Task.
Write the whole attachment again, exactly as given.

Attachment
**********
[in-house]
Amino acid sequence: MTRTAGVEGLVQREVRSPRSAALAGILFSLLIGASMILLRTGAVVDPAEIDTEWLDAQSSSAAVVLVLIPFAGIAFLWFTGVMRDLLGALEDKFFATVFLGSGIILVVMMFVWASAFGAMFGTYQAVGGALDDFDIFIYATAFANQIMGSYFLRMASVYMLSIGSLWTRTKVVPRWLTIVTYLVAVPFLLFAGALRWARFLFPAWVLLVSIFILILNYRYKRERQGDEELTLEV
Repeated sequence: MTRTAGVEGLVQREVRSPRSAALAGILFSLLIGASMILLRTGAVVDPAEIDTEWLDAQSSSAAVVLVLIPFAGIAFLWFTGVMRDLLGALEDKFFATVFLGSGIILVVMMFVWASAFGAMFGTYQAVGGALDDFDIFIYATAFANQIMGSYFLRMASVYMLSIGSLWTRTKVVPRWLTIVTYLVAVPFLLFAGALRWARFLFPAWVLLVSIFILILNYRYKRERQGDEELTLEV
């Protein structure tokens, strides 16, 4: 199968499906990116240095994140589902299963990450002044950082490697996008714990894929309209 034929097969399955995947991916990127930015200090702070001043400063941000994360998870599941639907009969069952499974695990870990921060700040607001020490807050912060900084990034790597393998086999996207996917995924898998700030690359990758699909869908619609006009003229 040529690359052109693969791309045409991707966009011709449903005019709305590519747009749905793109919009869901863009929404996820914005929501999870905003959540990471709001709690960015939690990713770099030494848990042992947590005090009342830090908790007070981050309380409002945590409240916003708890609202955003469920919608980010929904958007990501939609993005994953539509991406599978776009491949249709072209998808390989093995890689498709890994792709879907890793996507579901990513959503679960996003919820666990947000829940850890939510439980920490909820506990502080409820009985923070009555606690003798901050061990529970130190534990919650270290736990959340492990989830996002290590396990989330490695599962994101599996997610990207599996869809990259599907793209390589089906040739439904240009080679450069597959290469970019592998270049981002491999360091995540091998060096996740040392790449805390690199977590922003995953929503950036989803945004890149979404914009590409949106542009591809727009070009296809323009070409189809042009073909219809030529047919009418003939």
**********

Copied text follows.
[in-house]
Amino acid sequence: MTRTAGVEGLVQREVRSPRSAALAGILFSLLIGASMILLRTGAVVDPAEIDTEWLDAQSSSAAVVLVLIPFAGIAFLWFTGVMRDLLGALEDKFFATVFLGSGIILVVMMFVWASAFGAMFGTYQAVGGALDDFDIFIYATAFANQIMGSYFLRMASVYMLSIGSLWTRTKVVPRWLTIVTYLVAVPFLLFAGALRWARFLFPAWVLLVSIFILILNYRYKRERQGDEELTLEV
Repeated sequence: MTRTAGVEGLVQREVRSPRSAALAGILFSLLIGASMILLRTGAVVDPAEIDTEWLDAQSSSAAVVLVLIPFAGIAFLWFTGVMRDLLGALEDKFFATVFLGSGIILVVMMFVWASAFGAMFGTYQAVGGALDDFDIFIYATAFANQIMGSYFLRMASVYMLSIGSLWTRTKVVPRWLTIVTYLVAVPFLLFAGALRWARFLFPAWVLLVSIFILILNYRYKRERQGDEELTLEV
């Protein structure tokens, strides 16, 4: 199968499906990116240095994140589902299963990450002044950082490697996008714990894929309209 034929097969399955995947991916990127930015200090702070001043400063941000994360998870599941639907009969069952499974695990870990921060700040607001020490807050912060900084990034790597393998086999996207996917995924898998700030690359990758699909869908619609006009003229 040529690359052109693969791309045409991707966009011709449903005019709305590519747009749905793109919009869901863009929404996820914005929501999870905003959540990471709001709690960015939690990713770099030494848990042992947590005090009342830090908790007070981050309380409002945590409240916003708890609202955003469920919608980010929904958007990501939609993005994953539509991406599978776009491949249709072209998808390989093995890689498709890994792709879907890793996507579901990513959503679960996003919820666990947000829940850890939510439980920490909820506990502080409820009985923070009555606690003798901050061990529970130190534990919650270290736990959340492990989830996002290590396990989330490695599962994101599996997610990207599996869809990259599907793209390589089906040739439904240009080679450069597959290469970019592998270049981002491999360091995540091998060096996740040392790449805390690199977590922003995953929503950036989803945004890149979404914009590409949106542009591809727009070009296809323009070409189809042009073909219809030529047919009418003939």